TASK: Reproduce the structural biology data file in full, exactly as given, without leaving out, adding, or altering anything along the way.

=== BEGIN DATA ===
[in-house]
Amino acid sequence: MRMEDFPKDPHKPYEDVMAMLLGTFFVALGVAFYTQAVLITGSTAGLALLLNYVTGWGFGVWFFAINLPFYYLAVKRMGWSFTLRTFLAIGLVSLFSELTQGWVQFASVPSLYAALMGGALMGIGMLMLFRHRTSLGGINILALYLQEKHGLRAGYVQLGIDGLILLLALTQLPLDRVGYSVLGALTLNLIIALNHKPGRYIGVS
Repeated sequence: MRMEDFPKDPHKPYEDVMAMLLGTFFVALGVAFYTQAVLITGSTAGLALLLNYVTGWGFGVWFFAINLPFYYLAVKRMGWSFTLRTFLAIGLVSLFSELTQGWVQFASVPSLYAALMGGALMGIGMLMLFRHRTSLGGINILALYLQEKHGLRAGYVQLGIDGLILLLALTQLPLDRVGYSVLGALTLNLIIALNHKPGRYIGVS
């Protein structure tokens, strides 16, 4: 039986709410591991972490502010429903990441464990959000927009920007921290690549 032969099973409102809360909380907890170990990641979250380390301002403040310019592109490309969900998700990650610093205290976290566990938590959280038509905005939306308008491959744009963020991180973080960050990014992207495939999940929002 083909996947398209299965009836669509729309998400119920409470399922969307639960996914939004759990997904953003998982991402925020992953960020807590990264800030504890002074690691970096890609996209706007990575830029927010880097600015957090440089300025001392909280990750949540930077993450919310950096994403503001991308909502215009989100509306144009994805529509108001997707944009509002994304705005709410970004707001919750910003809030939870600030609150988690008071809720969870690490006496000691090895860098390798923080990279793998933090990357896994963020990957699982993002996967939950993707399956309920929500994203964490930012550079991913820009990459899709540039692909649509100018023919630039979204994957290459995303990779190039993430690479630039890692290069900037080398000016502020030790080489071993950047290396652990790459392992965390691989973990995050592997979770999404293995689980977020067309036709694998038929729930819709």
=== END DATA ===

[in-house]
Amino acid sequence: MRMEDFPKDPHKPYEDVMAMLLGTFFVALGVAFYTQAVLITGSTAGLALLLNYVTGWGFGVWFFAINLPFYYLAVKRMGWSFTLRTFLAIGLVSLFSELTQGWVQFASVPSLYAALMGGALMGIGMLMLFRHRTSLGGINILALYLQEKHGLRAGYVQLGIDGLILLLALTQLPLDRVGYSVLGALTLNLIIALNHKPGRYIGVS
Repeated sequence: MRMEDFPKDPHKPYEDVMAMLLGTFFVALGVAFYTQAVLITGSTAGLALLLNYVTGWGFGVWFFAINLPFYYLAVKRMGWSFTLRTFLAIGLVSLFSELTQGWVQFASVPSLYAALMGGALMGIGMLMLFRHRTSLGGINILALYLQEKHGLRAGYVQLGIDGLILLLALTQLPLDRVGYSVLGALTLNLIIALNHKPGRYIGVS
């Protein structure tokens, strides 16, 4: 039986709410591991972490502010429903990441464990959000927009920007921290690549 032969099973409102809360909380907890170990990641979250380390301002403040310019592109490309969900998700990650610093205290976290566990938590959280038509905005939306308008491959744009963020991180973080960050990014992207495939999940929002 083909996947398209299965009836669509729309998400119920409470399922969307639960996914939004759990997904953003998982991402925020992953960020807590990264800030504890002074690691970096890609996209706007990575830029927010880097600015957090440089300025001392909280990750949540930077993450919310950096994403503001991308909502215009989100509306144009994805529509108001997707944009509002994304705005709410970004707001919750910003809030939870600030609150988690008071809720969870690490006496000691090895860098390798923080990279793998933090990357896994963020990957699982993002996967939950993707399956309920929500994203964490930012550079991913820009990459899709540039692909649509100018023919630039979204994957290459995303990779190039993430690479630039890692290069900037080398000016502020030790080489071993950047290396652990790459392992965390691989973990995050592997979770999404293995689980977020067309036709694998038929729930819709």